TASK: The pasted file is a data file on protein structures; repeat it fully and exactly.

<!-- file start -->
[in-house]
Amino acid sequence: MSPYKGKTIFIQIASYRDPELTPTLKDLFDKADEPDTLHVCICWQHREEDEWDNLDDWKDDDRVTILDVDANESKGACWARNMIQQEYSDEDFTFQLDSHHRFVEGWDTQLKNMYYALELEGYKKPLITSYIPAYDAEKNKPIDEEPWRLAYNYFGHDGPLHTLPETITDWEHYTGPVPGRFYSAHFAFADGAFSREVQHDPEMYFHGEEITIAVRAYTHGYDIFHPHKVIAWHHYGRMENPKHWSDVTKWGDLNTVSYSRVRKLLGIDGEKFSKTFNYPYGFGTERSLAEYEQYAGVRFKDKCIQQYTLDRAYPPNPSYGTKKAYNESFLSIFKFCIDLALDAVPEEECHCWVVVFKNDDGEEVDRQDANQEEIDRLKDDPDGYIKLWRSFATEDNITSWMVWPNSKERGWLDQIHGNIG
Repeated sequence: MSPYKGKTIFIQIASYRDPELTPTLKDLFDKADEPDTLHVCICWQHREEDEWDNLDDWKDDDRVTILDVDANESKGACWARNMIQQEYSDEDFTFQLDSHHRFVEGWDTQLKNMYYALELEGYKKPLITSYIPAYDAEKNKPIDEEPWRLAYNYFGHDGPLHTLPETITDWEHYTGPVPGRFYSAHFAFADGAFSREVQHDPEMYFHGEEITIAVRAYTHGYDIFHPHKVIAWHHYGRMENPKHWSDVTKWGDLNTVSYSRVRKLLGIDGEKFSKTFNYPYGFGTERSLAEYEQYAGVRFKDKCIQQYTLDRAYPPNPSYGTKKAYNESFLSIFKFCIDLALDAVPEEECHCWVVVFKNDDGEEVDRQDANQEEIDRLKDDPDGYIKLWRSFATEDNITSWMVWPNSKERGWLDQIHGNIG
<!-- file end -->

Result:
[in-house]
Amino acid sequence: MSPYKGKTIFIQIASYRDPELTPTLKDLFDKADEPDTLHVCICWQHREEDEWDNLDDWKDDDRVTILDVDANESKGACWARNMIQQEYSDEDFTFQLDSHHRFVEGWDTQLKNMYYALELEGYKKPLITSYIPAYDAEKNKPIDEEPWRLAYNYFGHDGPLHTLPETITDWEHYTGPVPGRFYSAHFAFADGAFSREVQHDPEMYFHGEEITIAVRAYTHGYDIFHPHKVIAWHHYGRMENPKHWSDVTKWGDLNTVSYSRVRKLLGIDGEKFSKTFNYPYGFGTERSLAEYEQYAGVRFKDKCIQQYTLDRAYPPNPSYGTKKAYNESFLSIFKFCIDLALDAVPEEECHCWVVVFKNDDGEEVDRQDANQEEIDRLKDDPDGYIKLWRSFATEDNITSWMVWPNSKERGWLDQIHGNIG
Repeated sequence: MSPYKGKTIFIQIASYRDPELTPTLKDLFDKADEPDTLHVCICWQHREEDEWDNLDDWKDDDRVTILDVDANESKGACWARNMIQQEYSDEDFTFQLDSHHRFVEGWDTQLKNMYYALELEGYKKPLITSYIPAYDAEKNKPIDEEPWRLAYNYFGHDGPLHTLPETITDWEHYTGPVPGRFYSAHFAFADGAFSREVQHDPEMYFHGEEITIAVRAYTHGYDIFHPHKVIAWHHYGRMENPKHWSDVTKWGDLNTVSYSRVRKLLGIDGEKFSKTFNYPYGFGTERSLAEYEQYAGVRFKDKCIQQYTLDRAYPPNPSYGTKKAYNESFLSIFKFCIDLALDAVPEEECHCWVVVFKNDDGEEVDRQDANQEEIDRLKDDPDGYIKLWRSFATEDNITSWMVWPNSKERGWLDQIHGNIG